2. Understanding the thing NT's call "motherly instinct". I never got what this feels like. Of course, I have always loved my son, but I love other people too, and never really understood what "motherhood" was supposed to feel like. At the time, I thought I was probably a cold, evil b!*ch and a bad mother. Now I know this is probably related to my AS.

3. Taking care of another person when you have a hard enough time managing/taking care of yourself.

Because of my anger issues and extreme anxiety and depression after I had my son, and my husband abusing us, I had to let my mom take care of my son for a few months. I was afraid I would hurt him or not take care of him properly. I then felt worse because I had so much guilt. I used alcohol and drugs to cope, and things just got worse and worse. Eventually, I left my abusive husband, got help/medication, and was able to, for the most part, get over it. I have always relied heavily on my mom to help me raise my son, and this has caused problems.
My son is now a teenager, and I'm very proud of him. He is not on the spectrum and is fairly social. He has ADHD and dyscalculia, and some anger issues, like me, but gets fantastic grades. He knows my mom and I are there to support him. We don't always get along, but we always work it out. We just need to give each other the proper amount of space.
I never remarried or had another child, and although I don't rule it out, neither of these seem likely.
In conclusion, parenting is hard for even the most patient NT's. It's even harder if you have an ASD, or in my case, an ASD and multiple other emotional/psychological issues.
I'm not saying aspies/auties can't be good parents, I'm just saying that it will be quite difficult.


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Magna
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21 Feb 2020, 3:39 pm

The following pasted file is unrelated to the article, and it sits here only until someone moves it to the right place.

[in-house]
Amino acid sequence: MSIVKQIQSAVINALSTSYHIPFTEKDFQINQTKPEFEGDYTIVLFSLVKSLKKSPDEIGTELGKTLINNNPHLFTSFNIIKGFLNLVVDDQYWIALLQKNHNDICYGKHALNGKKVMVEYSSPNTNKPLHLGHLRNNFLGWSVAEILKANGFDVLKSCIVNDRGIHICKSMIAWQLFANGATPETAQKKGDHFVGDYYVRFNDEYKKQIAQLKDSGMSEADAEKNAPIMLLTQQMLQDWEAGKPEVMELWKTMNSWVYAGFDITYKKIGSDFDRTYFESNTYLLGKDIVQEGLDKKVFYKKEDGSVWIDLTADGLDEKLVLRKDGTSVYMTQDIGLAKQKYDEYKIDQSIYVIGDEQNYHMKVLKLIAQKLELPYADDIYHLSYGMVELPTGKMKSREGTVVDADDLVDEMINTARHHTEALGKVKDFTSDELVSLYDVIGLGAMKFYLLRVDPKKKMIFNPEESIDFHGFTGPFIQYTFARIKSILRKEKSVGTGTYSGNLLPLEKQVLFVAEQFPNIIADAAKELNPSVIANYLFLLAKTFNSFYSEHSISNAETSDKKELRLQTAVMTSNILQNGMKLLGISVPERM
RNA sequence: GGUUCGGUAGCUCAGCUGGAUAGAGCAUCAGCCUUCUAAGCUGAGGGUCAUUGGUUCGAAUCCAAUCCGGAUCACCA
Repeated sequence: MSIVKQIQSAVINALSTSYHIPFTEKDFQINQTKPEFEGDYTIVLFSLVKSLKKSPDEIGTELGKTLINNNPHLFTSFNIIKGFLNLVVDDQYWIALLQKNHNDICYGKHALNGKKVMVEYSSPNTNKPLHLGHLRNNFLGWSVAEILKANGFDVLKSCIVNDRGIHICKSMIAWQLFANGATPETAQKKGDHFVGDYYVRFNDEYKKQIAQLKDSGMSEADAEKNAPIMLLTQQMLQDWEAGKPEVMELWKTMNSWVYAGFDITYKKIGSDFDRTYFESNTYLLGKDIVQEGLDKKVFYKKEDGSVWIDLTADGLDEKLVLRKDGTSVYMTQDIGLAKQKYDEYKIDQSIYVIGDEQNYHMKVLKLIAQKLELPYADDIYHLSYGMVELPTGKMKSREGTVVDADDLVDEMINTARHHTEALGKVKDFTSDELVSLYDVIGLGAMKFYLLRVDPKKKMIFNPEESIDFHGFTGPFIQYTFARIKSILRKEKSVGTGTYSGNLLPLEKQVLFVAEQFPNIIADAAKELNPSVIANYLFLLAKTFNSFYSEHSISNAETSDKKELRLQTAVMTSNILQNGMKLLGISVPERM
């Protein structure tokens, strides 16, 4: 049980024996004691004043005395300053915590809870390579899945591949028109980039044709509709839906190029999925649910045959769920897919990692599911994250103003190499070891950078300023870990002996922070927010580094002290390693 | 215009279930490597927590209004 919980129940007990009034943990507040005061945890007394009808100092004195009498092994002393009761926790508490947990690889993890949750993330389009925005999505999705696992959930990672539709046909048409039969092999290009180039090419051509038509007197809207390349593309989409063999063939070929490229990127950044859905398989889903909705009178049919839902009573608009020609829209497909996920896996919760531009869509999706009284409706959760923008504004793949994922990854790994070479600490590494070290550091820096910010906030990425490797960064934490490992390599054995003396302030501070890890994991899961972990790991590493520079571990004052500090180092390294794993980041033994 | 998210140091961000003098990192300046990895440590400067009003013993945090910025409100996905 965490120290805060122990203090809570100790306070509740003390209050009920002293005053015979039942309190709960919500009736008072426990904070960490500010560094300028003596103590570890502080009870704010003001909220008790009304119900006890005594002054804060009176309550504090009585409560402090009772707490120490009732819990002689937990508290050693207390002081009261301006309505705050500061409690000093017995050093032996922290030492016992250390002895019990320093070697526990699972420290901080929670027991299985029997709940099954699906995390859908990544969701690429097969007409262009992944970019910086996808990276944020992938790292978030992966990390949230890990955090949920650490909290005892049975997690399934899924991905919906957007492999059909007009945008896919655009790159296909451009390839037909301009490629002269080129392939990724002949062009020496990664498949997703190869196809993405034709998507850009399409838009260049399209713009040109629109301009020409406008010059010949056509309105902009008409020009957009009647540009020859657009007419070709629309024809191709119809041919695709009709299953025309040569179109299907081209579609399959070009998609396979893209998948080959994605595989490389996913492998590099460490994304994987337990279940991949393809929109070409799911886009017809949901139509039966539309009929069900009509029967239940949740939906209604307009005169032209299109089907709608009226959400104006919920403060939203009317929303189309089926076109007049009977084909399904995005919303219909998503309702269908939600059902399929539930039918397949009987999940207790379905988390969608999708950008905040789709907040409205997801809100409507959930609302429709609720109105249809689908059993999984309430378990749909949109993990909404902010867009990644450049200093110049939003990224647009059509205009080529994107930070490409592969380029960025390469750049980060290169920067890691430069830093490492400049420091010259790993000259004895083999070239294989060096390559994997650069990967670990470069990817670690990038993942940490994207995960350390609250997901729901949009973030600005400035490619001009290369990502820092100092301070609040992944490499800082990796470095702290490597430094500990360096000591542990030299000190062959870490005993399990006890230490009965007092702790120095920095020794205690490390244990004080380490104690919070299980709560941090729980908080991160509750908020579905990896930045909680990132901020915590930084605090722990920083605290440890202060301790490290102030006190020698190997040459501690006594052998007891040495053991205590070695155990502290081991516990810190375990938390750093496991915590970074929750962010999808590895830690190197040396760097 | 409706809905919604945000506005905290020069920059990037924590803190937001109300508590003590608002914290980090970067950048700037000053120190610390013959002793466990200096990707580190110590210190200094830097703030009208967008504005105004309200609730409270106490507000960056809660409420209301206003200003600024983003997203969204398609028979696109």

I am an ASD father. I assisted my wife from the very beginning with changing diapers, clothing, feeding and putting our kids to bed. I don't know of any books for you to read. I can only share my personal experience.

The single most important piece of advice I can give is this: ALWAYS remember that babies, toddlers or can not reason. They just do, and they just are. Therefore, DO NOT take things personally with them. There is no "battle of wills" with a toddler for example. If they refuse to do something you want them to do and they seem stubborn about it, they are not thinking to a level of outwitting you. There could be any number of reasons why they're not doing what you want them to do, but none of the reasons are that they don't like you or they're exercising their autonomy against your will. You can't bargain with them or enter into an agreement with them and then resent them if they renege. As a new father, it was very hard for me to grasp that toddlers aren't just little humans in regard to their cognitive abilities. I assumed they were. I assumed I could reason with them. I assumed that they were deliberately choosing to act the way they were based on reason.